Our country is not ready for Secretary Duncan’s or Mark Zuckerberg’s vision, but the Connect All Schools Consortium and others are working toward the goal of meaningful connected education for youth worldwide. New platforms and social media channels are connecting teachers and students worldwide in creative ways at increasingly huge numbers. We still need much more investment in our country’s international exchange programs, global awareness curriculum developers, and cross-cultural professional development providers. Disappointingly, Federal funding for international training and education has been cut by 41% in the past four years. While private sector investment in education’s connected moment is crucial, this investment is much more effective when leveraged with local, state, and Federal government investment. If we want justice and peace, we need connected education to be funded as a top national security issue.

Connected education also needs to be represented in the Common Core State Standards. The Common Core have no mention of learning about the world (global competencies), interacting with the world (global collaboration), or working with peers to address justice and peace (global citizenship). While the Common Core are not curricula, the Standards do reflect what we think are important for our next generation to learn; In short, our values. As standards, the Common Core are adequate, but as a roadmap for what American education can contribute to justice and peace, the Common Core come up short.

The good news is that 9 out of 10 students want more world affairs, foreign language, and international education in their classrooms. These students know future employment and tackling global issues like climate change, require global competencies, language skills, and connections with peers abroad. These students want to make the world a safer, more prosperous, and more hopeful place. Let’s follow their lead, connect, and embrace this transformational moment in education together.

The Real Value of Connecting All Schools

This Is Water

“The real value of a real education,” American novelist David Foster Wallace asserts in his now-viral 2005 Kenyon College commencement speech about empathy, “has almost nothing to do with knowledge, and everything to do with simple awareness.” Most everyone who has studied abroad, especially those who have lived with host families, understands this concept acutely.

The positive, life-long impact of study abroad on young people is undeniable. Each year, however, less than 2,000 US high school students—roughly 1 in 10,000—travel abroad for a semester or year-long experience. Students younger than 15 years old, students with special needs, and students from geographically isolated and socio-economically challenged areas of the country have few opportunities to have the perception-altering experience that study abroad provides.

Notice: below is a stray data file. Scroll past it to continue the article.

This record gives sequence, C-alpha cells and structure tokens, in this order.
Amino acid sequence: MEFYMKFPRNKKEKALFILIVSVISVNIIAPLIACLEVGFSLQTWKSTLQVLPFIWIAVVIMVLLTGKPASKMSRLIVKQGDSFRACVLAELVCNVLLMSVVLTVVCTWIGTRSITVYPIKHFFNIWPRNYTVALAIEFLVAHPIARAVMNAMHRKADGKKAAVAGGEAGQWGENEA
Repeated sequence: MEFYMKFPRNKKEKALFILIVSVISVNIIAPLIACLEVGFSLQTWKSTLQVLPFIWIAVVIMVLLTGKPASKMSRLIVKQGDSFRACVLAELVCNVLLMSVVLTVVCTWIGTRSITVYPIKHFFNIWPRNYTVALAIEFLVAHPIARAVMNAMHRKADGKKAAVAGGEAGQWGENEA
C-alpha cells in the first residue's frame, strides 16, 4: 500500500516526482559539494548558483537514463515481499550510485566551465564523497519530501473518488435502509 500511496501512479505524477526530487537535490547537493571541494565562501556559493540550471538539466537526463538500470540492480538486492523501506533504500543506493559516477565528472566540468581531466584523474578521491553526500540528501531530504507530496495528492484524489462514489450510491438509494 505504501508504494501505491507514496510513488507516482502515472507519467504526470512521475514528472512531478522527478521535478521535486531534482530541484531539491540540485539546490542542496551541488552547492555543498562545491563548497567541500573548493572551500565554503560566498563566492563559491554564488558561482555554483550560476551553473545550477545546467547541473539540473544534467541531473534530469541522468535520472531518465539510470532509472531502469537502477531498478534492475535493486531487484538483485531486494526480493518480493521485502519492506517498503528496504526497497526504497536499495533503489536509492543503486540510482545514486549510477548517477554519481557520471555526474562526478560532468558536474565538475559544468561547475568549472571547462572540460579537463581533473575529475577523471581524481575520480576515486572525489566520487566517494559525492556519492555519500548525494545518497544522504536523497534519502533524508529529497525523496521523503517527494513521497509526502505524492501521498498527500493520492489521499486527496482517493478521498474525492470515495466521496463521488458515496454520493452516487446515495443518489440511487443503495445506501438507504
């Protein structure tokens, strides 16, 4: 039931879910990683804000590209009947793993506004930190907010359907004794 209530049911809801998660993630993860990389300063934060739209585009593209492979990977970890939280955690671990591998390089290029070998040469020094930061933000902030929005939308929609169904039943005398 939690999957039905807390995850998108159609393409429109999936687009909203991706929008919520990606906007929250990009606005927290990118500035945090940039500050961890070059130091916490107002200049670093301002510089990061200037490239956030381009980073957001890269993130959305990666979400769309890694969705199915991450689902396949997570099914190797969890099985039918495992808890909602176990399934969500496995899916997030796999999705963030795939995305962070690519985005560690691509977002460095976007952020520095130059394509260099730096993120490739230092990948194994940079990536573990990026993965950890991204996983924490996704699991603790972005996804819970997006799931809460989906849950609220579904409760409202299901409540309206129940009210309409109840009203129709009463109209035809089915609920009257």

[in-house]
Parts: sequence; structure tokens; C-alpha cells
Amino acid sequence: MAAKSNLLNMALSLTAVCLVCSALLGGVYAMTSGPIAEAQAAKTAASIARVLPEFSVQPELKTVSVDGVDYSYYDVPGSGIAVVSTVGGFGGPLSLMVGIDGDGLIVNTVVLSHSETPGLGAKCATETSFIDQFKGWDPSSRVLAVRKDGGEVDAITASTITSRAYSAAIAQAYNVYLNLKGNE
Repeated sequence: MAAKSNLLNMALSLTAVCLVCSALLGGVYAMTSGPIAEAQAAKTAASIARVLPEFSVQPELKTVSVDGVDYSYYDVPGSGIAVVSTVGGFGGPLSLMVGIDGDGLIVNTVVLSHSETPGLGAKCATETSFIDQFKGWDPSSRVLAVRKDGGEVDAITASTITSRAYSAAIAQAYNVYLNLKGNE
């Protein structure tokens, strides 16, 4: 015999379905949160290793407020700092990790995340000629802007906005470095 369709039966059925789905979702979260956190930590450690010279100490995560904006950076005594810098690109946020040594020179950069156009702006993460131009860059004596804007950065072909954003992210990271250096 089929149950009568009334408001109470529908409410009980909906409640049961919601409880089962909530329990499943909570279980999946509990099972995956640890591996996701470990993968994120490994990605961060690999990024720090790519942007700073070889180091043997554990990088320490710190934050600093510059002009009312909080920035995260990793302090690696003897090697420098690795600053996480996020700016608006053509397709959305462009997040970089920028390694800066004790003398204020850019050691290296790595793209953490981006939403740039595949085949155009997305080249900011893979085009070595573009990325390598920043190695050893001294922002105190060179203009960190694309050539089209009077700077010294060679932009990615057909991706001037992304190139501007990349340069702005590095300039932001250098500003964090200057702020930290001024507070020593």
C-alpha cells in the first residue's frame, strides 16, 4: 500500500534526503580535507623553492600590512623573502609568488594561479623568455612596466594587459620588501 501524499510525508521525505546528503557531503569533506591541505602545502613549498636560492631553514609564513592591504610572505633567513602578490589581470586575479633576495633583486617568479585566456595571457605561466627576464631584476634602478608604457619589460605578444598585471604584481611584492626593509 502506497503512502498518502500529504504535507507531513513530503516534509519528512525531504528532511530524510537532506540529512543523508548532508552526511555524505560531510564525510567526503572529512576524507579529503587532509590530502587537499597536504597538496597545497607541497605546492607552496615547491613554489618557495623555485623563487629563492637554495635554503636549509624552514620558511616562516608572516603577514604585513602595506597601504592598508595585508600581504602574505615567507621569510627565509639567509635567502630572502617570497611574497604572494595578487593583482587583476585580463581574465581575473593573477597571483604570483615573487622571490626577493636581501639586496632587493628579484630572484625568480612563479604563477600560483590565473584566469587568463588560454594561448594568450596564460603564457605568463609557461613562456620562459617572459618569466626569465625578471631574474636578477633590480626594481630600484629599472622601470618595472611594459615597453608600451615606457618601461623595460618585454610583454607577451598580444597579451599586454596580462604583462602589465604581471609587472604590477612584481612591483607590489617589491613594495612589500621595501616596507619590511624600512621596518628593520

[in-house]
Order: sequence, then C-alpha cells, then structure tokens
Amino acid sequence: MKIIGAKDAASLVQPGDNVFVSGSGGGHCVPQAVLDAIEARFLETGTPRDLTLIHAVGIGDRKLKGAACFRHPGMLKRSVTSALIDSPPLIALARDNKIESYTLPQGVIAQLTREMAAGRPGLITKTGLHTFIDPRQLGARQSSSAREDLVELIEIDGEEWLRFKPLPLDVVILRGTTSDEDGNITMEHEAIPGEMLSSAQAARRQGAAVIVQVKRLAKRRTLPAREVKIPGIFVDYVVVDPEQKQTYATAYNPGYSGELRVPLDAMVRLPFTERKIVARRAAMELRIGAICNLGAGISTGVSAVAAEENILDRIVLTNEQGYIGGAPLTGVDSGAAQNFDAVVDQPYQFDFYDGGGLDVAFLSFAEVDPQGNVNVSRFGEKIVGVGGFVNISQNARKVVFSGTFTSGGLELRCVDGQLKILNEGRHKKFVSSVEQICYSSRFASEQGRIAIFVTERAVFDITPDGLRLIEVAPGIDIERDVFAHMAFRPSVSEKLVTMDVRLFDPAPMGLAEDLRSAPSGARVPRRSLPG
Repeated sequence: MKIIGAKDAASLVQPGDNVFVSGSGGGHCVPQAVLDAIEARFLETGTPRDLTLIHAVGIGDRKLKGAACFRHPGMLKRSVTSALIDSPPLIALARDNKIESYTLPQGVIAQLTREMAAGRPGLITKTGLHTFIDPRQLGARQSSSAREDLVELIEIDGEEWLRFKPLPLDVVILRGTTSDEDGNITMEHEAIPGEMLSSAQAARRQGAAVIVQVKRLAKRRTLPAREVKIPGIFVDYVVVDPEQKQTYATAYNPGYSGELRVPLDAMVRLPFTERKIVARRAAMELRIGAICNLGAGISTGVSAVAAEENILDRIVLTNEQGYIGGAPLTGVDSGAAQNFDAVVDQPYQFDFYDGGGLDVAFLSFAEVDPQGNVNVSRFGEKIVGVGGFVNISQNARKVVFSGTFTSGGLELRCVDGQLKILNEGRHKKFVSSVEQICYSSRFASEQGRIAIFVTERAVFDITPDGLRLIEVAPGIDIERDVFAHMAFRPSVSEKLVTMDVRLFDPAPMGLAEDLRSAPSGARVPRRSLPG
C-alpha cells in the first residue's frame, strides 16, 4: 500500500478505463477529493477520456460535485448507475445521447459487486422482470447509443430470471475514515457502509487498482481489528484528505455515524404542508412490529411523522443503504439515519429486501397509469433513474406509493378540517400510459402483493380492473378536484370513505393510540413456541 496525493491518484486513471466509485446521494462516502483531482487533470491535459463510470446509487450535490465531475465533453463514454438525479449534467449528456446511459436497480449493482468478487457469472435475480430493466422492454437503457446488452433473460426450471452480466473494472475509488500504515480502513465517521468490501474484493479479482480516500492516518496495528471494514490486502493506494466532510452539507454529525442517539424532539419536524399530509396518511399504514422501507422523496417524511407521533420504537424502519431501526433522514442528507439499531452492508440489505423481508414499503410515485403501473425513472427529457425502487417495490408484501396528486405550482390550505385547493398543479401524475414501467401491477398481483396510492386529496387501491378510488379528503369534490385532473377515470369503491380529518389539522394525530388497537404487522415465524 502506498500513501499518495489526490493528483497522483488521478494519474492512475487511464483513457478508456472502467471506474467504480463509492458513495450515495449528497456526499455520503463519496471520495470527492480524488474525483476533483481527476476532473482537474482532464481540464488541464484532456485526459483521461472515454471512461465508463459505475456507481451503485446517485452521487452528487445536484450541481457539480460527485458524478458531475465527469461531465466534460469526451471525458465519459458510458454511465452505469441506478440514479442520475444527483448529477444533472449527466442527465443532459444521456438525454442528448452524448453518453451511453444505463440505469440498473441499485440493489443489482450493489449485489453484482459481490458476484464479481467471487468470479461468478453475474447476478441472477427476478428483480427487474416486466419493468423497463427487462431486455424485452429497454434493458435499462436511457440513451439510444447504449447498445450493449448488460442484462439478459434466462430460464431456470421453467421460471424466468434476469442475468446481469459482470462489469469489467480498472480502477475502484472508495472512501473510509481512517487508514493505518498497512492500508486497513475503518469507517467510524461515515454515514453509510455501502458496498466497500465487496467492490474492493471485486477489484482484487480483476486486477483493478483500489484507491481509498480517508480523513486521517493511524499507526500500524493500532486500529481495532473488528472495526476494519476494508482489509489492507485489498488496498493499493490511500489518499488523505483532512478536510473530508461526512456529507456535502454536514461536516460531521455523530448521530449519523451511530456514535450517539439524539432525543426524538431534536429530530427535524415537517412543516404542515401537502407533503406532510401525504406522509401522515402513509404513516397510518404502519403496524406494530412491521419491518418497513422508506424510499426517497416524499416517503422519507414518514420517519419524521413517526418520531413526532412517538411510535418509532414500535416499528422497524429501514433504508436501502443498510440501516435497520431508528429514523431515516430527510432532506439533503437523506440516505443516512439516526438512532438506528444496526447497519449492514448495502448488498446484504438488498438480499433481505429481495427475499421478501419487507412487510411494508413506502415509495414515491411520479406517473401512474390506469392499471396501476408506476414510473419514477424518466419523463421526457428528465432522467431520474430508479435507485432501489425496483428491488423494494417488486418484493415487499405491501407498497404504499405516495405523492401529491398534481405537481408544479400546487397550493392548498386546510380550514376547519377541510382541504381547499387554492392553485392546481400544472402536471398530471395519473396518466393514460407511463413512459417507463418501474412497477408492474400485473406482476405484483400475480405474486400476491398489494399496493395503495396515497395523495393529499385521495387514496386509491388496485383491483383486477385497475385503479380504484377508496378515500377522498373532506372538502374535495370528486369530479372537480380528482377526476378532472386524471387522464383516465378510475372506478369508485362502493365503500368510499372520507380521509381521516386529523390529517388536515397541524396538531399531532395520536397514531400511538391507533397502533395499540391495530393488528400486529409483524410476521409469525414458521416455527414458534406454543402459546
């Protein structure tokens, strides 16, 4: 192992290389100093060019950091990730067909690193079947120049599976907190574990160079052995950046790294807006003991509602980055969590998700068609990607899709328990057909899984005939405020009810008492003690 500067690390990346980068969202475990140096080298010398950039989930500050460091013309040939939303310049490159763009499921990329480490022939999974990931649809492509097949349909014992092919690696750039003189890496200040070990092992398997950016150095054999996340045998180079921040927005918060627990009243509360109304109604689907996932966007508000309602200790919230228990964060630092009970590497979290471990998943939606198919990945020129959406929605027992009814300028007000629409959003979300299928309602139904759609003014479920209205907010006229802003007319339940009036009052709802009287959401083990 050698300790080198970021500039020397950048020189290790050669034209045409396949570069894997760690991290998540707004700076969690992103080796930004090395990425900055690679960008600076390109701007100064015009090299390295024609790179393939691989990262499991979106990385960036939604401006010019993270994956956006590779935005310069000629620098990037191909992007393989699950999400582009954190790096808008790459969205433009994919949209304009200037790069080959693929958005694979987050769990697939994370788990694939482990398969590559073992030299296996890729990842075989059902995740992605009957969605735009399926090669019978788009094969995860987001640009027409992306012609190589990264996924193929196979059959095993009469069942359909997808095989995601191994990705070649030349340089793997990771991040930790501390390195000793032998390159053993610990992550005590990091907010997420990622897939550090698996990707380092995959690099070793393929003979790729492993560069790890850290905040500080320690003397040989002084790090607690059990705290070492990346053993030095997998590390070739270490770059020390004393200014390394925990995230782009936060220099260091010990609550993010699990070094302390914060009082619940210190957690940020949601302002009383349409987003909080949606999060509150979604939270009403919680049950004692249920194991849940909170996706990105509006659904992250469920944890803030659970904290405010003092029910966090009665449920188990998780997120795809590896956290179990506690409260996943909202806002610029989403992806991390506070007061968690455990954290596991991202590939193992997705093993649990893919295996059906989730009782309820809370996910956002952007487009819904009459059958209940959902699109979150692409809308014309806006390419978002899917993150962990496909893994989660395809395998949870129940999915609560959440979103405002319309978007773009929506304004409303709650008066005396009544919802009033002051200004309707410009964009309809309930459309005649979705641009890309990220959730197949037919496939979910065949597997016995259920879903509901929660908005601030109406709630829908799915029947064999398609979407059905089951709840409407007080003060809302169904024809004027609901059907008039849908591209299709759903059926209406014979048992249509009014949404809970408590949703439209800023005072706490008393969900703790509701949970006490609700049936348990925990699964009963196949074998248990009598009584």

The efforts of the Connect All Schools consortium and like-minded programs, such as Flat Classroom, Edmodo, Twitter chats, Global Read Aloud Day, Skype in the Classroom, Microsoft’s Partners in Learning, Global Classroom Scrapbook Project, and the Intel Teach Program, have vastly increased the diversity and number of students gaining global awareness and empathy beyond what would be possible through study abroad alone. Still, only small fraction of U.S. K-12 students currently have access to some kind of international experience, whether physical or virtual.

“It is unimaginably hard to do this,” Wallace adds, “to stay conscious and alive in the adult world day in and day out.” It is difficult for educators in the day in and day out of teaching, testing, and trying out new technologies to commit their students to a collaboration with their peers around the globe. We must give teachers the space to do so. We need more than just 1 in 10,000 youth to be aware of what exists and what it feels like—even virtually, even for a short-time—to be outside our country’s borders. We need an empathetic, globally aware citizenry capable of working with their counterparts in other countries to meet the economic and geopolitical challenges of this century.

This is a real value of a globally-connected education.

Only 1 in 10,000 US high school students study abroad

[Source: Council on Standards for International Educational Travel (CSIET)2012-2013 Report]

Internet Freedom and the Education of Hope

Kids in Lajan Village, Kurdistan, Iraq,

Team Antenna in Lajan Village, Kurdistan, Iraq, cheer a green light on their modem! The group is participating in Touchable Earth, the first digital world book for kids where kids in each place explain all the facts about it. The Christopher Stevens Youth Network will support efforts like this in 20 countries.

[Thanking @craignewmark for mention of this post on @HuffPostTech]

One day, the “globally connected classroom” will simply be known as “the classroom.”